Apple: Hey gizmoto, we're going to "lose" an iPhone at a bar (really just hand it to you) then you write up a review of what you find as if you just happened to find it sitting at a table. If someone asks about it, we'll tell the media that "an internal source" has indeed lost a prototype.

    Gotta love free advertising. I was wondering when the next iPhone/iPad /. frontpage article would take place. Also, the iPad does blend. [youtube.com]

    • by fuzzyfuzzyfungus (1223518) on Monday April 19, 2010 @12:52PM (#31898066) Journal
      I'd say that that is the invisible hand doing its thing.

      Ok, so you are a person of somewhat dubious character who "finds" cellphones in bars(whether you did in fact "find" and made no effort to return, or whether you make a profession of "finding" is unclear; but immaterial). Now, you happen to "find" a rather curious device, a clearly Apple-looking cellphone that doesn't publicly exist. What do you do with it?

      To an ordinary fence, it is worth fuck all. Because it is a prototype, it is "hot" and probably being watched more closely than usual. Because it is a new model, none of the grey market hacking/unlocking/re-IMEIing/etc. tricks used to run iPhones in various dubiously licit secondary markets are going to work.

      To a gadget site, it is worth serious pageviews, plus a fair bit of fanboy wank.

      It seems pretty obvious which one of these potential customers you would get in touch with.
      • Re: (Score:3, Insightful)

        by ottothecow (600101)
        And when you sell it to gizmodo, they can protect you as a confidential source. If some court tries to force them to reveal, everyone will be up in arms.

        If you sell it to a fence...

    • by Sockatume (732728) on Monday April 19, 2010 @01:14PM (#31898472)

      Gruber is reporting that Apple considers the device stolen, and it's been well-known that someone's been shopping it around tech sites asking $10,000 for some hands-on time.

  • 3 grams heavier

    That's it, I'm not buying it. My manpurse is already getting heavy.

  • by kuzb (724081) on Monday April 19, 2010 @11:56AM (#31897074)

    It has become like one giant apple advertisement.

    They used to have lots of different articles on a lot of different topics. Now they'll write 50 articles on a single device. Anyone who saw gizmodo on the ipad's launch day can attest to this. It's one giant fanboy fapping contest.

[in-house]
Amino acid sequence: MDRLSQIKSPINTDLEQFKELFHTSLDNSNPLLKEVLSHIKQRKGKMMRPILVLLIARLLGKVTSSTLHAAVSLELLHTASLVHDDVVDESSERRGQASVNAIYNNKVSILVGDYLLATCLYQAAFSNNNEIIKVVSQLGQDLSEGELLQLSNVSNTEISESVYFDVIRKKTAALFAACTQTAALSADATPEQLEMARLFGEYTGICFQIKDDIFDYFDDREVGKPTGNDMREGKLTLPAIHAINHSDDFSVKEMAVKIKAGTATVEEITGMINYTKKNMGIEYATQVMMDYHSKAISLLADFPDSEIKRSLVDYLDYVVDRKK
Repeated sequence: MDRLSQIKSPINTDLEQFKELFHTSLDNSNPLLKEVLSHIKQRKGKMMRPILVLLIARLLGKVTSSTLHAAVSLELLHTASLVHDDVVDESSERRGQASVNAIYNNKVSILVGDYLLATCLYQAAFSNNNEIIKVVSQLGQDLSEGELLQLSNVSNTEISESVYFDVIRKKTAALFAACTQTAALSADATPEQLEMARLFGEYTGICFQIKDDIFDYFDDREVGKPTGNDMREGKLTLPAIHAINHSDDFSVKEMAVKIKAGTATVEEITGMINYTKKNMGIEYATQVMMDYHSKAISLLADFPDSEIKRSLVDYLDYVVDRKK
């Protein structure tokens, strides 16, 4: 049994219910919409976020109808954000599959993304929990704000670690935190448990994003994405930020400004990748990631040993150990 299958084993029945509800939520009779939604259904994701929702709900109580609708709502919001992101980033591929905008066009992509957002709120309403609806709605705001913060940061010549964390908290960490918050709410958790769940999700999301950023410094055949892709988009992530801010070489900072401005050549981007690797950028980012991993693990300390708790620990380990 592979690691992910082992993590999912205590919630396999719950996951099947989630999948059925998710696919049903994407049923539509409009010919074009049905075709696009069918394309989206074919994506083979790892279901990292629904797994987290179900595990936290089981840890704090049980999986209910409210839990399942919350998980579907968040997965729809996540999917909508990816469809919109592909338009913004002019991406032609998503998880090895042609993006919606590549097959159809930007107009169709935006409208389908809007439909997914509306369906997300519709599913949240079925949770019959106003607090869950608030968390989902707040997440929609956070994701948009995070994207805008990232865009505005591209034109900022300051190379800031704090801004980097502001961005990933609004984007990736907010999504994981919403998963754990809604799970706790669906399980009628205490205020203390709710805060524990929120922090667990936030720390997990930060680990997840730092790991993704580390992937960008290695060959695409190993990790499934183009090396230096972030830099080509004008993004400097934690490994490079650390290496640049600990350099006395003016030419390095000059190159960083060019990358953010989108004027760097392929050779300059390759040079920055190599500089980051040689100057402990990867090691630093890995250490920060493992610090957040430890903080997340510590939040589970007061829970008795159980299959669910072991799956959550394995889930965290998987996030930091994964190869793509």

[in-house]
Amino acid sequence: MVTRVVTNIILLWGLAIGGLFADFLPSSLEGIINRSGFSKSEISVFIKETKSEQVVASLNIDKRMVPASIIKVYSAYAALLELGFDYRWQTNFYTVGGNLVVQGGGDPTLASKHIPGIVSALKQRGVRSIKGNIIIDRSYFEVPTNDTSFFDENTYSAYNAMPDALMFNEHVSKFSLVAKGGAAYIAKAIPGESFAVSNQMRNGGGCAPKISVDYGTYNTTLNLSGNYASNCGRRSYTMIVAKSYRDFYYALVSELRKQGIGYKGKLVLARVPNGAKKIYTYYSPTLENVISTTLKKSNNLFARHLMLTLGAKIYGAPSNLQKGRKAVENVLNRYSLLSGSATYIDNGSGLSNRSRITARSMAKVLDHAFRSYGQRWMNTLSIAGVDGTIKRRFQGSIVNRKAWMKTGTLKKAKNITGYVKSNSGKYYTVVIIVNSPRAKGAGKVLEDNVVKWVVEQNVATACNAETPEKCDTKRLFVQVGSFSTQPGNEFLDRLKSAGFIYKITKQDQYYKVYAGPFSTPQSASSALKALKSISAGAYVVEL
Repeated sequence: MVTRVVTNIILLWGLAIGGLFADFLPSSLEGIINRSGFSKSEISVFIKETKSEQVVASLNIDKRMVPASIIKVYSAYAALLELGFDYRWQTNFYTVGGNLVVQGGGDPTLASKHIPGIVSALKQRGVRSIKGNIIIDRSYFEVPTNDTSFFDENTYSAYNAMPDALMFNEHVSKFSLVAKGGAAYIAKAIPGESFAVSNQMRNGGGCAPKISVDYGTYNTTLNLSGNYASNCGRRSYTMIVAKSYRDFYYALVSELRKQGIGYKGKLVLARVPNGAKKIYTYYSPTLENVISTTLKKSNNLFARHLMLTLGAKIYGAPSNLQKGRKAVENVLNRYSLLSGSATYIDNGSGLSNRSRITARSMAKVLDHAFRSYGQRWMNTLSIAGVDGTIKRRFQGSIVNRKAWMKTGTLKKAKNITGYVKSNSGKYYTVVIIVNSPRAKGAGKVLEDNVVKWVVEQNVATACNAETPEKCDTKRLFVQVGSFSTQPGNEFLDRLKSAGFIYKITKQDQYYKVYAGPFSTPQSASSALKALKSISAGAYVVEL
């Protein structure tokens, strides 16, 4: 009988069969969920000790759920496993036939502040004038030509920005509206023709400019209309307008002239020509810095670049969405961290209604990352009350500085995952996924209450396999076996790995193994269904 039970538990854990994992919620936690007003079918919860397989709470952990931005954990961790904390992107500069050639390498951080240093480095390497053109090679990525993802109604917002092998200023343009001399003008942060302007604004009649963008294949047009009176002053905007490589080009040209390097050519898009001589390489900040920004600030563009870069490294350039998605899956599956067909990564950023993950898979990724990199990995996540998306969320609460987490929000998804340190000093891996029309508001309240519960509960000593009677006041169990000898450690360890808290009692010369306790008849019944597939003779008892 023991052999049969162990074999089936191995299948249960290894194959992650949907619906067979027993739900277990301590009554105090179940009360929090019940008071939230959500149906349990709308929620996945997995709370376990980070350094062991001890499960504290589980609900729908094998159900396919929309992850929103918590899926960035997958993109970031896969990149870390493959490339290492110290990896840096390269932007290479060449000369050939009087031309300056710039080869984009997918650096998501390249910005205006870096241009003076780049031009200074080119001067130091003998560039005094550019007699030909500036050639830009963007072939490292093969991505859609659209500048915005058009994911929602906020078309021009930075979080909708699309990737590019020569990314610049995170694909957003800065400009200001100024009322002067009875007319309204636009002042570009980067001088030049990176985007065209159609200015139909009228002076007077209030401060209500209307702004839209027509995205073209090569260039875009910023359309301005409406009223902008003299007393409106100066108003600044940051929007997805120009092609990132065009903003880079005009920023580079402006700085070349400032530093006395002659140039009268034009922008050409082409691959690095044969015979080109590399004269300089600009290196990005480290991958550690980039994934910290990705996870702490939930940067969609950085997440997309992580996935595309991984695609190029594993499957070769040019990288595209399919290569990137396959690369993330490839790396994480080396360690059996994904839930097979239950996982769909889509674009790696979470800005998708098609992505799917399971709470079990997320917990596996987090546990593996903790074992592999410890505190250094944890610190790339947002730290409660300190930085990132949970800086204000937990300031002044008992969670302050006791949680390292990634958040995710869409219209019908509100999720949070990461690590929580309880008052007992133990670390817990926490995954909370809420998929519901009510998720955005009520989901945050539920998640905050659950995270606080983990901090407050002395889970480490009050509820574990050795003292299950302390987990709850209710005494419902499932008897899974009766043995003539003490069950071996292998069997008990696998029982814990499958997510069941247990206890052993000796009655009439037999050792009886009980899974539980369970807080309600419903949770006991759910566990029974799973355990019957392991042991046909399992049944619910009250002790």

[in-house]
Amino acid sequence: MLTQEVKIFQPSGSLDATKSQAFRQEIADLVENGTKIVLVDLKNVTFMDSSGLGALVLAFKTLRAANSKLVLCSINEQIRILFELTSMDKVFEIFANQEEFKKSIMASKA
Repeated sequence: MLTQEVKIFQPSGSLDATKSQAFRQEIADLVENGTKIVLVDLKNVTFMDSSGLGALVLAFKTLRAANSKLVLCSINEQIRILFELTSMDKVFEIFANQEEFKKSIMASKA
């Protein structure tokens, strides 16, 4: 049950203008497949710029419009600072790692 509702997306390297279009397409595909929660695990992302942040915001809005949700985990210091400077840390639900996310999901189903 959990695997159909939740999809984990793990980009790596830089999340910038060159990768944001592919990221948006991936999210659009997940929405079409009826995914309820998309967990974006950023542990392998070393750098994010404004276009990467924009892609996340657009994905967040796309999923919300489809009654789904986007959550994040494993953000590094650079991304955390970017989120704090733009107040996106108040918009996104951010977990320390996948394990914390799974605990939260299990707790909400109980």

• by jav1231 (539129)
    The problem with this phone, even it if it is the new iPhone, is that it's like every other phone. It's almost identical to my Instinct. Why would Apple make a phone to look like this? I realize Gizmodo offered up a decent explanation for how it aligns with Apple's product line but to me it looks like anyone BUT Apple designed. If it's real, I hope it's a prototype that get's a redesign. I don't own an iPhone but I like them and would like to see them with continued differentiation from other phones.
  • Last time Apple had an iPhone leak it ended with a suspicious suicide of a Foxconn engineer in China. Just say'n.

  • As noted repeatedly in TFA, the phone actually has - gasp! - recognizable SEAMS!

    Oh how the mighty have fallen.... I am so disappointed, and will choose to stay with my Moto ROKR!
  • by Wingsy (761354) on Monday April 19, 2010 @12:15PM (#31897390)
    If Apple (or someone employed by Apple) actually lost their prototype iPhone, why didn't they use the FindMyPhone feature to locate it and go get it back?
    • by DECS (891519) on Monday April 19, 2010 @02:30PM (#31899730) Homepage Journal

      Because Apple apparently wanted to wipe it to prevent the software from being usable/visible. Once you wipe it, the configuration for FindMyPhone is wiped too (the device has to be linked to an account in order to be found).

      It's better to lose hardware that can only be looked at than lose the hardware and the software, which would reveal a lot more about features. Gizmodo couldn't even say what the screen resolution was, because all it does it ask to be re-imaged with software Gizmodo doesn't have access to install.

      Apple never leaks prototypes into the wild for promotional purposes. If anything, the phone was stolen. Apple likes buzz, but is not going to benefit from two months of "don't buy an iPhone until this new one comes out."

      Adobe slips mobile Flash Player 10.1 to second half of 2010 [appleinsider.com]

      • Re: (Score:3, Insightful)

        by nine-times (778537)

        It's better to lose hardware that can only be looked at than lose the hardware and the software

        Especially if the hardware wasn't final, and the phone was "in the wild" because they were testing new software features. FindMyPhone only works if the phone is on and connected, same as the remote wipe.

        We all know that Apple has controlled leaks when they want to have an unofficial press release, but I agree that (assuming this really is a prototype for the next iPhone) this probably wasn't leaked on purpose. They've never been known to drop hardware like this, and they could have just as easly "leaked"

  • Flash! (Score:3, Funny)

    by Anonymous Coward on Monday April 19, 2010 @12:33PM (#31897672)

    So the next iPhone will have a flash.

    Adobe must be pleased.

  • by Zarf (5735) on Monday April 19, 2010 @03:39PM (#31900954) Journal

    "it feels even nicer in your pants"

    *LOL* ... that's in the article.

How many NASA managers does it take to screw in a lightbulb? "That's a known problem... don't worry about it."

Working...